High-performance computing (HPC) is not the environment’s best friend, but the industry is taking steps to make the technology more sustainable. HPC can also be an important tool in climate change research.
Sustainability is rising to the top of the corporate agenda. Most people are skeptical of companies’ sustainability efforts. According to the latest GlobalData Emerging Technology Sentiment Analysis (Q1 2021), only a small minority of executives (14%) believe that enterprises are sincerely committed to sustainability. Companies that are slow to set up and implement sustainability plans risk angering the public and suffering a customer exodus.
A change in the weather for HPC
Given the reigning skepticism, concrete and measurable steps are more likely to cut through. We are starting to see such initiatives in the HPC sector. Microsoft’s new supercomputer will run entirely on renewable energy. The machine, which was announced last month and is expected to be ready by mid-2022, will result from a partnership between Microsoft and the Met Office in the UK.
It aims to make weather forecasting more accurate and monitor climate change, so it is fitting that it is expected to save 7,415 tonnes of CO2 in its first year of operation, according to Microsoft. The Microsoft and Met Office supercomputer will not be the first machine to run on renewable energy. HPE’s Hikari, based in Texas, has been running on solar energy for half of the day since 2018.
Growth in power consumption is not sustainable
Making HPC more sustainable is not a minor task. Supercomputers are high power consumption machines and, as the technology evolved, they’ve become more power-hungry. A personal computer uses around 0.1 kilowatts (kWs) per hour. In 1977, the Cray-1 supercomputer used 115 kWs per hour.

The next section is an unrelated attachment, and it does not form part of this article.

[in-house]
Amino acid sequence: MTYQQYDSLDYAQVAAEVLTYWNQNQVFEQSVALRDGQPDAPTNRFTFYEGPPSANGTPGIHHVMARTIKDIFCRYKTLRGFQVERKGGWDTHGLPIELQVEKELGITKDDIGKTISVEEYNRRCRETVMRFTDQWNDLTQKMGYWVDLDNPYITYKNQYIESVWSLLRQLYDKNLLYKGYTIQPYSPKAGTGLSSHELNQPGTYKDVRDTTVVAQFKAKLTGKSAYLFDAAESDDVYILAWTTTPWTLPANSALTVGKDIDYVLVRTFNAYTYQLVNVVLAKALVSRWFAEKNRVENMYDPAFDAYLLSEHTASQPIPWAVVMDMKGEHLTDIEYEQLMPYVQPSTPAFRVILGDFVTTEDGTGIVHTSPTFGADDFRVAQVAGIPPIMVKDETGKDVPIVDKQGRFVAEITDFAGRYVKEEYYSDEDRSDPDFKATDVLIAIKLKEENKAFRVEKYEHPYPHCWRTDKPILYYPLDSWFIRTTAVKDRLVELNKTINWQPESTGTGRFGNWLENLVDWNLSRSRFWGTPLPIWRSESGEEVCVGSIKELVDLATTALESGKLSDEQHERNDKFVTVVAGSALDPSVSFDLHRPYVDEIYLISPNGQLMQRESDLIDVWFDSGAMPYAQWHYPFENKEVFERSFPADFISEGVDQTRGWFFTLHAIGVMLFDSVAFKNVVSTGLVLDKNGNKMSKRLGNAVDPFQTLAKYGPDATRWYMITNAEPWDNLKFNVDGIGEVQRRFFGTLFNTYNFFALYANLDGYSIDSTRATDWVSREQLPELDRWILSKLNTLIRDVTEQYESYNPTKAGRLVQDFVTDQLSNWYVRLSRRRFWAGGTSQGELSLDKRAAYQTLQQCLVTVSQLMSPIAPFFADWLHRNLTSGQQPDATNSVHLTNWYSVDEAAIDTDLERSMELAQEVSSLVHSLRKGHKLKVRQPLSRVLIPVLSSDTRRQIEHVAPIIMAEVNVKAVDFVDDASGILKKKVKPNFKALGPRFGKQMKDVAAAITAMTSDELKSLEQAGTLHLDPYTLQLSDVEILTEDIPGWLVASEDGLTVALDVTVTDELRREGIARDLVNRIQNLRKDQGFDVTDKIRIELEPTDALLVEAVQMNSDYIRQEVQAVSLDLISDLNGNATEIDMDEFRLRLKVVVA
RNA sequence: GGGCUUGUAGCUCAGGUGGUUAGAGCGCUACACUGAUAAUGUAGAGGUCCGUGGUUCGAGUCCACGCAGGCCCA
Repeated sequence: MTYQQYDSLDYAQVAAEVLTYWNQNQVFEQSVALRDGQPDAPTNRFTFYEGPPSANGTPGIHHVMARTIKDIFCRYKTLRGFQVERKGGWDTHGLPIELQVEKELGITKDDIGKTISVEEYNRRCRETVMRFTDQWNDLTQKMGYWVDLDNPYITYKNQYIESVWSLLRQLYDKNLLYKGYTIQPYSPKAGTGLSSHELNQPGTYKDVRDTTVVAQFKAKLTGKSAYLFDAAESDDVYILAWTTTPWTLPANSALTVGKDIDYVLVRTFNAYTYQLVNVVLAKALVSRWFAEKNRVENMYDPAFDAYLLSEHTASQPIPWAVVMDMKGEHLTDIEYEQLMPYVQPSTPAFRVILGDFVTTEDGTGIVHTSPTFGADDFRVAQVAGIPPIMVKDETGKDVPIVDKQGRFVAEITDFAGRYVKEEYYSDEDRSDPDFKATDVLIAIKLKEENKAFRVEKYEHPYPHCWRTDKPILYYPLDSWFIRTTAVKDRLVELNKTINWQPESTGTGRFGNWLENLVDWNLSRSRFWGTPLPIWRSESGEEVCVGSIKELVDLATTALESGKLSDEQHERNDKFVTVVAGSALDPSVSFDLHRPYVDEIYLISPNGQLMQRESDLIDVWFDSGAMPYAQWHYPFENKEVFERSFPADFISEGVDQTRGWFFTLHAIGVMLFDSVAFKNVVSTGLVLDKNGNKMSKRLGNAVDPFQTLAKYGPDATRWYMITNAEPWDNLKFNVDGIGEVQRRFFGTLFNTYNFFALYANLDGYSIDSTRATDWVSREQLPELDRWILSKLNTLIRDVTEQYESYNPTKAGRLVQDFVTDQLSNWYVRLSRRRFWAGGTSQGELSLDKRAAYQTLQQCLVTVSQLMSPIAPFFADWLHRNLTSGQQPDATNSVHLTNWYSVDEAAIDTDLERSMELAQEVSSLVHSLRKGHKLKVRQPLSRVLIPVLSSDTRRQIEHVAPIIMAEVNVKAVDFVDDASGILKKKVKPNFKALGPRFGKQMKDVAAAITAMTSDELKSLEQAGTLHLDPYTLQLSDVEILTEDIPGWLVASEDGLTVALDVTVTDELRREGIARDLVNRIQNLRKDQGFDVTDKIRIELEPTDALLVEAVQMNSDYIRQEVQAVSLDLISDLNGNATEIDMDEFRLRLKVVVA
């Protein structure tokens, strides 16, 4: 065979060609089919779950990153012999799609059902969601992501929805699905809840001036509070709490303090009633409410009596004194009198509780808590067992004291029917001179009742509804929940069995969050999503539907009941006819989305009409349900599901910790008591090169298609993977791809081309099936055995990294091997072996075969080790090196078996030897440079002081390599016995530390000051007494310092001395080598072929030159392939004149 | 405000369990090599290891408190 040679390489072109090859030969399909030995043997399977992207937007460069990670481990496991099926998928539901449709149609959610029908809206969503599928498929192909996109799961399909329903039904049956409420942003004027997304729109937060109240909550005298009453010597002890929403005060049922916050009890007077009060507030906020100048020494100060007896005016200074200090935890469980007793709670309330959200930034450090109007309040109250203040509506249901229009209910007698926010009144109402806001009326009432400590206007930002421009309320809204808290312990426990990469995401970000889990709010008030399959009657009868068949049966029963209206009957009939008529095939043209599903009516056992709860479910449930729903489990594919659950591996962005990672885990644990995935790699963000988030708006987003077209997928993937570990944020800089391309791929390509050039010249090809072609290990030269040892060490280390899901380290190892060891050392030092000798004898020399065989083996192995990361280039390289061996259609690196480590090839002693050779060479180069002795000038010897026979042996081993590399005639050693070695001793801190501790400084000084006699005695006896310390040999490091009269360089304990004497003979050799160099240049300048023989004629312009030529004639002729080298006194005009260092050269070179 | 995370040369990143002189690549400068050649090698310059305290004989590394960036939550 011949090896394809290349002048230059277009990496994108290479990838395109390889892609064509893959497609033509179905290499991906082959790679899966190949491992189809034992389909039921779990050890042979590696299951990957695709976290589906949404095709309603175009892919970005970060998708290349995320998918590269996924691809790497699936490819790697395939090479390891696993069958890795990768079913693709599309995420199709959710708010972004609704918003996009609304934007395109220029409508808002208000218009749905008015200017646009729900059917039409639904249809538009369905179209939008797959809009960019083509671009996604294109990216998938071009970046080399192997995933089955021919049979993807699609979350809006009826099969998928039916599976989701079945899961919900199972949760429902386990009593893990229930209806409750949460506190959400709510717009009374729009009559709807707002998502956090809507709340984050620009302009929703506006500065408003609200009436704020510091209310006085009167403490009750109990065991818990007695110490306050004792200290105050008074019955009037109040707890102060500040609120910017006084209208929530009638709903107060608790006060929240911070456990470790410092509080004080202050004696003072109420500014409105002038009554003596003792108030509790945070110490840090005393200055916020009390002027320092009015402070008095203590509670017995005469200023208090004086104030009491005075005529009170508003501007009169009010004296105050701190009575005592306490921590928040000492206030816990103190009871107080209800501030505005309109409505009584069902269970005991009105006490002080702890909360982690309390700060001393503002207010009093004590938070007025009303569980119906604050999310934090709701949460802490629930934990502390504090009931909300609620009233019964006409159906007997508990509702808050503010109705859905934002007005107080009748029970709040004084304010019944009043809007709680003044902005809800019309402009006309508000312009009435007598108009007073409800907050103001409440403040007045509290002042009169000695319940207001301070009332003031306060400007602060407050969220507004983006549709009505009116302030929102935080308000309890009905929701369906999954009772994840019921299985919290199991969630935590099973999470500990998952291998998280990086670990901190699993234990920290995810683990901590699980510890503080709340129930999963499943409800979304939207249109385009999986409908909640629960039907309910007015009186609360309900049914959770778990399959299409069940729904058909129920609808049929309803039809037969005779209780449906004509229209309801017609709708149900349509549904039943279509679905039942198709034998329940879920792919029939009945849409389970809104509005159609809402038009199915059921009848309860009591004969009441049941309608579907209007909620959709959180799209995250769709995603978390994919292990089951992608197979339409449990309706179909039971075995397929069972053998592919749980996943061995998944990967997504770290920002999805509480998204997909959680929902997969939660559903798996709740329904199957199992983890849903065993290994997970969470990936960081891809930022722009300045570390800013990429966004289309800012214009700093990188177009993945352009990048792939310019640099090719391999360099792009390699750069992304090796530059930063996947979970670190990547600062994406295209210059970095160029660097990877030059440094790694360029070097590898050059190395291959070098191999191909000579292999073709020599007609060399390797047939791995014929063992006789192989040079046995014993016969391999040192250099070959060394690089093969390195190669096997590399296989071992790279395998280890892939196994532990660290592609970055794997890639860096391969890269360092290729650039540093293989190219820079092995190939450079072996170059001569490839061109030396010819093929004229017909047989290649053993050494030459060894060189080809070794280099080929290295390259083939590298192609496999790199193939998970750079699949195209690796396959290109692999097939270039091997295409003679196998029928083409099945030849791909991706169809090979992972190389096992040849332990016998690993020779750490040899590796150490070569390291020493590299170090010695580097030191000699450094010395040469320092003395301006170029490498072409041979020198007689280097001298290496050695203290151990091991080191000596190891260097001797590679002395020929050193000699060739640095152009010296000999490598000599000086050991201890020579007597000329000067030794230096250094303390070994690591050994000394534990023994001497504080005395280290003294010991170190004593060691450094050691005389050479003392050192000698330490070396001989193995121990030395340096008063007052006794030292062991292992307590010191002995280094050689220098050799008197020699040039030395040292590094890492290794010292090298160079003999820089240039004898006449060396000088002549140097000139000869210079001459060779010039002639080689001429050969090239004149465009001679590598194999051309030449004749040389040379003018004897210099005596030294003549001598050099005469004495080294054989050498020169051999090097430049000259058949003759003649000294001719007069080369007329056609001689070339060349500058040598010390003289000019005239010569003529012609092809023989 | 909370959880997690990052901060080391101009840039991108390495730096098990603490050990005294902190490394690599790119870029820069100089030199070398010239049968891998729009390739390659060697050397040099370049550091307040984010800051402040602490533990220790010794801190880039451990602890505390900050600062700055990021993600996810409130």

Today’s most powerful computer, Fujitsu’s Fugaku, consumes 29,899 kilowatts every hour. The growth in power consumption is not sustainable. It is costly for organizations, harms the environment, and makes it difficult for companies to meet their sustainability commitments.
Both HPC vendors and HPC end users are starting to address sustainability concerns by designing systems that get the most out of power usage and using renewable electricity sources to power HPC clusters. One way of reducing energy use is through improvements in cooling systems.
Liquid cooling systems are more efficient than air-based alternatives as water is denser than air. Vendors such as Huawei and IBM have invested in liquid cooling systems. Scientists and developers should now focus on reducing water usage to obtain further improvements.
Another way in which HPC can contribute to the fight against climate change is by supporting research in the field. The Microsoft and Met Office supercomputer will be one of several machines studying the climate. IBM’s Summit machine, currently the second most powerful supercomputer in the world after Fujitsu’s Fugaku, runs simulations designed to help optimize the operations of offshore turbines that produce wind power.
HPC’s role in climate research and moves by the likes of Microsoft, IBM, and Huawei to make the technology more sustainable are a step towards turning HPC from an enemy of the environment into a friend.